The Credit Suisse Rescue Seems to Have Worked

The apparent success of the resolution of the Credit Suisse crisis leaves room for the Federal Reserve to hike its interest rate target this week.

This was less clear in the early hours after the deal for UBS to acquire Credit Suisse for around $3.2 billion was announced. Shares in markets across the globe declined, particularly for banks and other parts of the financial sector. Shares of UBS itself tumbled by as much as 15 percent as investors worried the acquirer would be dragged down by Credit Suisse.

By the time U.S. markets opened, however, the financial sector had more or less stabilized. UBS shares rose by nearly four percent. The KBW Bank Index, which tracks large U.S. banks, rose 3.11 percent. The Euro Stoxx bank index rose one percent. The S&P exchange-traded fund that tracks U.S. regional banks, which trades under the ticker KER, climbed by 4.35 percent.

First Republic Teeters on Edge of Collapse

First Republic is still in jeopardy. Shares were off by around 16 percent by midday on Monday. The New York Times reported that the San Francisco-based lender has seen roughly $70 billion in deposits head for the exits in recent weeks. That is reportedly nearly half of the bank’s total depositor base as of the end of last year. S&P Global slashed First Republic’s credit rating for the second time in a week. It looks increasingly like the rescue package put together last week will be insufficient to keep First Republic alive.

Why was the rescue ineffective? Last week a consortium of 11 banks banded together to supply a short-term loan of $30 billion to First Republic. The need for this, however, focused attention on First Republic’s reliance on short-term funding. Indeed, when Moody’s cut its rating on the bank on Friday, it specifically cited the rescue package as highlighting the shakiness of the bank’s funding.

A First Republic Bank branch in New York City on March 10, 2023. (Jeenah Moon/Bloomberg via Getty Images

First Republic has a pair of problems similar to what brought down Silicon Valley Bank (SVB)—a very high portion of wealthy customers with uninsured deposits and a very large book of securities and loans with unrealized losses. According to S&P Global, 68 percent of First Republic’s deposits are uninsured. That’s far below the SVB level of 93.8 percent but well above the U.S. banking system as a whole, where 45.9 percent of deposits are uninsured.

What’s more, First Republic also has a very high ratio of total loans plus held-to-maturity securities to deposits. According to S&P Global, this ratio was 110.6 percent at the end of last year, the highest of any bank with more than $50 billion of assets.

It is also troubling that no one has stepped forward to buy First Republic. The New York Times reported that one major bank was considering bidding for First Republic but dropped out after it conducted “deep research into First Republic’s accounts.” It likely does not help that the FDIC is still struggling to find a buyer for SVB. How many banks are out there looking to grow even larger at a time when anger at the banking system—and criticism from lawmakers—is on the rise?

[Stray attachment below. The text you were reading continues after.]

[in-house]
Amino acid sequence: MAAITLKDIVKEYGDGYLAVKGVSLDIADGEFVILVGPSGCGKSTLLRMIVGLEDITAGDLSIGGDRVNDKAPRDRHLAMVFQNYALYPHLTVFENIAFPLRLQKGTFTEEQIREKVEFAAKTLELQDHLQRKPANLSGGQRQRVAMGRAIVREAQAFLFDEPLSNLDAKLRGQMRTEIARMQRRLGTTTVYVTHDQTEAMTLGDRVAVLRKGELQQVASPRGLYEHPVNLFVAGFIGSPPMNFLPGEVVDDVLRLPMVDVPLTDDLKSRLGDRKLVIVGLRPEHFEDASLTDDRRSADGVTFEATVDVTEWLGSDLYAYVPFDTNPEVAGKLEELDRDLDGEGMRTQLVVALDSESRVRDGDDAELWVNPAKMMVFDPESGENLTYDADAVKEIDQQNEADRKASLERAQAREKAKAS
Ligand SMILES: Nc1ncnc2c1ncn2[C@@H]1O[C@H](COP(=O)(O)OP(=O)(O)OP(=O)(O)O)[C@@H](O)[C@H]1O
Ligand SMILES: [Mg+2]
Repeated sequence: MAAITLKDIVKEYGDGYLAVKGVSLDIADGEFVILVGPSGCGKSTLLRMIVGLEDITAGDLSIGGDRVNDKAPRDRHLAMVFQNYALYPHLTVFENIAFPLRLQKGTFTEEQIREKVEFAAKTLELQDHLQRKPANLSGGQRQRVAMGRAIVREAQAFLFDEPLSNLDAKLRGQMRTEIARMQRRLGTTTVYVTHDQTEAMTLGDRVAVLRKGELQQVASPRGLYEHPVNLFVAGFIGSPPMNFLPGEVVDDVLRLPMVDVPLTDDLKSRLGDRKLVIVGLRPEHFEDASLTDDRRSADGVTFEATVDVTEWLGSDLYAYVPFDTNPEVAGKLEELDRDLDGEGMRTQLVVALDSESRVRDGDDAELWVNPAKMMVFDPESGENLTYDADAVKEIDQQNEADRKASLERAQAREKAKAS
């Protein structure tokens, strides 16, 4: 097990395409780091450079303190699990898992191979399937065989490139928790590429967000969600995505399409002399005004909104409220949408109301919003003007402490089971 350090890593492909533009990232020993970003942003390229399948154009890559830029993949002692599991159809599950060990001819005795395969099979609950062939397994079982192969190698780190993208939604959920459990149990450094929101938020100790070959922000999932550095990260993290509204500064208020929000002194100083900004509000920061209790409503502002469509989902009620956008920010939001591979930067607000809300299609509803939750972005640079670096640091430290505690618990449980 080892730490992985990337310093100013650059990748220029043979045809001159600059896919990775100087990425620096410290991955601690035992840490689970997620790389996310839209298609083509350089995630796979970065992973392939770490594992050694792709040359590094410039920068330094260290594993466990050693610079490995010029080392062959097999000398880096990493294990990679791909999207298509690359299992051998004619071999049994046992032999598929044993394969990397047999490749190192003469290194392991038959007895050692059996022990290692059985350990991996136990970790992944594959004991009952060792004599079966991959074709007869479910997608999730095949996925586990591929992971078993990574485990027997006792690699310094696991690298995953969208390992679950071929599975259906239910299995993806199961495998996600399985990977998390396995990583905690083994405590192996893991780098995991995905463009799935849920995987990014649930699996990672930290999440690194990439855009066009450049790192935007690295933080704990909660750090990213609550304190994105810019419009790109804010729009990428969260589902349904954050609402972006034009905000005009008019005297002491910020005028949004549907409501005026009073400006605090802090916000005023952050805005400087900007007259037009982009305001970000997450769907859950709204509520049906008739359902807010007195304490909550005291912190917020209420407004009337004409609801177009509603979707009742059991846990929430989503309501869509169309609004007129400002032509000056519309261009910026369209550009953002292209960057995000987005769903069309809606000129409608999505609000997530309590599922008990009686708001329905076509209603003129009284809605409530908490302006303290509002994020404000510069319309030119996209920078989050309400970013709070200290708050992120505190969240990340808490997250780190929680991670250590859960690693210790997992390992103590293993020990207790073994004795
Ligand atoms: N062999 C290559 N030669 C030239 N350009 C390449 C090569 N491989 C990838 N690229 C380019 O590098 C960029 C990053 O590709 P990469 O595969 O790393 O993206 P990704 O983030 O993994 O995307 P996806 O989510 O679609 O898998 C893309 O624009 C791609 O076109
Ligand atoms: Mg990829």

The Fed Can Still Hike

Despite the ongoing troubles at First Republic, the relative calm in trading in shares of the other U.S. regional banks and the global financial system should give the Federal Reserve enough breathing room to press forward with another rate hike when it meets this week.

Certainly, the recent macroeconomic data support the case for higher rates. Measures of underlying inflation point to inflation not cooling very much at all this year. The Cleveland Fed’s metric of median CPI rose at a 7.9 percent annualized rate in February and at an 8.1 percent annualized rate in January.

It is true that some of the demand destruction required to bring down inflation is likely being accomplished by a tightening of bank lending standards, as banks pull back on credit provision to conserve liquidity. Estimates of how much tightening the banking turmoil will bring about have a wide range and are more or less guesses. It’s also not clear how long the tightening will last. If the panic lifts, banks may return to lending quickly.

Federal Reserve Chairman Jerome Powell speaks during a news conference at the Federal Reserve Board building in Washington, DC, on July 27, 2022. (AP Photo/Manuel Balce Ceneta)

Pausing would also run the risk of raising fears that the Fed might see more fragility than the market does. While everyone can see the same macroeconomic data as the Fed, the Fed has a much deeper view of the health of the banking system and of particular financial institutions. If the Fed is too worried to raise interest rates, many investors may worry that the system is less healthy than it looks.

It is also risky to send the message that the Fed can be scared off of its interest rate path by the collapse of a few banks. Pausing now would raise serious doubts about the Fed’s willingness to tighten int0 a recession, a move which may be necessary to bring inflation back down. Fed Chair Jerome Powell has spent several months trying to convince markets he can be Paul Volcker if necessary. It seems unlikely he would want to surrender all that credibility so quickly.